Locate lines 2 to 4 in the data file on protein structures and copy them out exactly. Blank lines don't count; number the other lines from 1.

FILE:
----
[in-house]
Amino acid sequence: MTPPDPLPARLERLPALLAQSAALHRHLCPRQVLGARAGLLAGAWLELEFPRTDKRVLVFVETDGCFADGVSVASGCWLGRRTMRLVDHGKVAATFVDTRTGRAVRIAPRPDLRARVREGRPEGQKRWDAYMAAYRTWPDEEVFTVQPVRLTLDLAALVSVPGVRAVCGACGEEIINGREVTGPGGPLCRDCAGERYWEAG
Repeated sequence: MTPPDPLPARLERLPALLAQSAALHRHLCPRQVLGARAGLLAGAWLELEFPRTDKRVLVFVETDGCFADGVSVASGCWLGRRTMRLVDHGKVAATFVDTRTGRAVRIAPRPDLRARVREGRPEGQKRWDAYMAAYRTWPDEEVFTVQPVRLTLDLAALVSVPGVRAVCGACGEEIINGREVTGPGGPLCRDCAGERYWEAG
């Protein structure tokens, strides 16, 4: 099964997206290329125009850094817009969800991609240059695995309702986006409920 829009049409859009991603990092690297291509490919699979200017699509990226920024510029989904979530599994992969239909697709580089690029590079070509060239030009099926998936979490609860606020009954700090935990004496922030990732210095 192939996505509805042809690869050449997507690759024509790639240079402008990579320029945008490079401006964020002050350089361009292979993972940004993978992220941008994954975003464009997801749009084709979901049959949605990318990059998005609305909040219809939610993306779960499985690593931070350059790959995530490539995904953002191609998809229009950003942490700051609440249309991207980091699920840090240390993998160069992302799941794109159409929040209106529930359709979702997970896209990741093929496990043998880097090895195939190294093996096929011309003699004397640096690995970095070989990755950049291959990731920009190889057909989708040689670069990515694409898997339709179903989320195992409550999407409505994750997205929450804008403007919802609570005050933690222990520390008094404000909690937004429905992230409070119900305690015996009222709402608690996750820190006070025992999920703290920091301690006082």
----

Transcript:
Amino acid sequence: MTPPDPLPARLERLPALLAQSAALHRHLCPRQVLGARAGLLAGAWLELEFPRTDKRVLVFVETDGCFADGVSVASGCWLGRRTMRLVDHGKVAATFVDTRTGRAVRIAPRPDLRARVREGRPEGQKRWDAYMAAYRTWPDEEVFTVQPVRLTLDLAALVSVPGVRAVCGACGEEIINGREVTGPGGPLCRDCAGERYWEAG
Repeated sequence: MTPPDPLPARLERLPALLAQSAALHRHLCPRQVLGARAGLLAGAWLELEFPRTDKRVLVFVETDGCFADGVSVASGCWLGRRTMRLVDHGKVAATFVDTRTGRAVRIAPRPDLRARVREGRPEGQKRWDAYMAAYRTWPDEEVFTVQPVRLTLDLAALVSVPGVRAVCGACGEEIINGREVTGPGGPLCRDCAGERYWEAG
């Protein structure tokens, strides 16, 4: 099964997206290329125009850094817009969800991609240059695995309702986006409920 829009049409859009991603990092690297291509490919699979200017699509990226920024510029989904979530599994992969239909697709580089690029590079070509060239030009099926998936979490609860606020009954700090935990004496922030990732210095 192939996505509805042809690869050449997507690759024509790639240079402008990579320029945008490079401006964020002050350089361009292979993972940004993978992220941008994954975003464009997801749009084709979901049959949605990318990059998005609305909040219809939610993306779960499985690593931070350059790959995530490539995904953002191609998809229009950003942490700051609440249309991207980091699920840090240390993998160069992302799941794109159409929040209106529930359709979702997970896209990741093929496990043998880097090895195939190294093996096929011309003699004397640096690995970095070989990755950049291959990731920009190889057909989708040689670069990515694409898997339709179903989320195992409550999407409505994750997205929450804008403007919802609570005050933690222990520390008094404000909690937004429905992230409070119900305690015996009222709402608690996750820190006070025992999920703290920091301690006082």